# Video: Understanding Types of Electric Current

The graph shows the potential difference against time for three current sources. Which two current sources have a potential difference with a magnitude that is always nonnegative? Which current source has a potential difference that is constant over time? What is the peak voltage of source (c)? What is the peak voltage of source (b)? Which of the current sources shown in the graph is most likely to be produced by a dynamo containing a commutator?

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### Video Transcript

The graph shows the potential difference against time for three current sources.

Okay, before we get to our questions, let’s take a quick look at this graph. We see it shows us potential difference versus time for these three current sources. One is marked out a in green. The other is b in blue and c in red. Knowing that, on to our first question.

Which two current sources have a potential difference with a magnitude that is always nonnegative?

Nonnegative means that a value can be zero or it can be positive. But it just can’t be less than zero. Looking at our three current sources plotted out, we see that source c, the one in red, definitely falls below the horizontal axis. It takes on negative potential difference values. On the other hand, sources a, which is always positive, and b, which is either positive or zero, never do attain negative values. So that’s our answer to this question. It’s sources a and b which are always nonnegative.

The next question says which current source has a potential difference that is constant over time?

Looking back at our graph, we see source a, the green line, always has the same value. It looks to be 140 volts. This is the only plot of the three that doesn’t change with time. So a is our answer. The potential difference of this source stays constant over the timescale shown. Okay, on to a few more questions about this graph.

The next thing we want to know is what is the peak voltage of source c?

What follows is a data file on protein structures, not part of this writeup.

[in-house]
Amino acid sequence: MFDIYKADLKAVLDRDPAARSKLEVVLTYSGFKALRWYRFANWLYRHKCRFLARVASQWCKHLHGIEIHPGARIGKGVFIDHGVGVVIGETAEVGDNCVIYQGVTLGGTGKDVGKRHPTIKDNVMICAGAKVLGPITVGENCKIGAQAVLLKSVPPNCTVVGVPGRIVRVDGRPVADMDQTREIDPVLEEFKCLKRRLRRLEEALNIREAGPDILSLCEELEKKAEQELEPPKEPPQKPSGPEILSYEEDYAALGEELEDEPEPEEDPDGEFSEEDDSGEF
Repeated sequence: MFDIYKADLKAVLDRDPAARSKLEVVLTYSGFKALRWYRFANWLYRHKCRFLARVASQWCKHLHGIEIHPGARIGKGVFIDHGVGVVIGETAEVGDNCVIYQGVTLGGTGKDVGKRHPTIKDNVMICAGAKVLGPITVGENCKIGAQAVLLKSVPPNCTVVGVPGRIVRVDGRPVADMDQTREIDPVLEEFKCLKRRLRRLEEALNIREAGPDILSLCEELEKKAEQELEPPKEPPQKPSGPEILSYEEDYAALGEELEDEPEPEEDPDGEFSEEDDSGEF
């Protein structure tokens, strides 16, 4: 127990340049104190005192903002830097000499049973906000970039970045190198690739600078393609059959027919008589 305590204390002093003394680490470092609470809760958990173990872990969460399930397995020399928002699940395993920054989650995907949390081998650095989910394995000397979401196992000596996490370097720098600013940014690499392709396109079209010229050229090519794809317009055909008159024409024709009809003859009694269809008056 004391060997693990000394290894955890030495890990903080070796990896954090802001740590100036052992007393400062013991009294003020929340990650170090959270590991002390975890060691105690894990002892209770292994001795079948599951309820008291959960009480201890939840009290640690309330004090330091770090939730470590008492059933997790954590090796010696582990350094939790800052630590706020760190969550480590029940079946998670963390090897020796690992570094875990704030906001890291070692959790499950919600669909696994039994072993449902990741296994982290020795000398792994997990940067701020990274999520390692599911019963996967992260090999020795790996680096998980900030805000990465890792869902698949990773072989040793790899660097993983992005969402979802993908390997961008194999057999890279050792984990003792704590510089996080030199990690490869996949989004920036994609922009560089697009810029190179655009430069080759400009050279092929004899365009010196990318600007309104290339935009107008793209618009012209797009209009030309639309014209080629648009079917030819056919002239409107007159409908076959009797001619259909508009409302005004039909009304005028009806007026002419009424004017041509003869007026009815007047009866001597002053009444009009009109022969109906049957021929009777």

From our graph, we can tell that source c is the red curve. And the peak voltage is the maximum voltage that curve attains as it oscillates up and down. To find that value, we’ll mark out the highest part of the curve for this source. And then we’ll trace a horizontal line over to the vertical axis.

We see this line crosses that axis between 150 and 100 volts. In particular, we can divide that span up into five evenly marked-out parts. Each part then represents a difference of 10 volts. Our horizontal line crosses the axis two of those parts above 100 volts. Since each one of the two parts represents a difference of 10 volts, that means our line crosses the axis at 120 volts. We’ll write that down as our answer, the peak voltage of source c.

Next, we ask the same question but this time about source b. To find this out, we’ll start by locating the highest point, the peak, on the blue curve. That’s for source b. We see that this source has a maximum value in line with the maximum value for source c. In other words, if we drew a horizontal line over from this maximum value, it would be on the same vertical level as the maximum for source c. This tells us that if we follow this line all the way to the vertical axis, we’ll find the same result as we did earlier. Source b has the same peak or maximum voltage as source c, 120 volts. Then, finally, we move on to our last question.

Which of the current sources shown in the graph is most likely to be produced by a dynamo containing a commutator?

The important thing to know here is what a commutator does. A commutator looks a bit like this, like a metal ring that’s been split into two halves. When a split ring like this is integrated into a generator that works by electromagnetic induction, the effect of this is to make all of the current generated by the generator to flow in the same direction. In other words, the potential difference always has the same sign. And, by convention, that’s a positive sign.

A commutator, in other words, would take a sinusoidally varying potential difference. And it would take all of the negative values and invert them about the horizontal axis. That is, if we had a graph that started out looking like this, then the effect of putting a commutator into the circuit would be to invert the negative parts of this curve. This dashed line we’ve just left for comparison. The real part of the curve, once the commutator is involved, is all what’s above the horizontal axis.

We can now turn back to our graph and see if any of the three current sources generate a plot that looks like what we’ve seen here. And, indeed, we see that current source b, the one in blue, does look like this. This plot looks like, originally, it might’ve had half of these data points falling below the horizontal axis. But, then, a commutator was inserted into the system, making the generator a dynamo. And all of these negative values were inverted or rectified above that horizontal axis.

All this to say, current source b is most likely to have been produced by a dynamo containing a commutator. That’s because this voltage-versus-time curve looks very much like a sinusoidal curve that has been rectified or all brought above the horizontal axis by a commutator.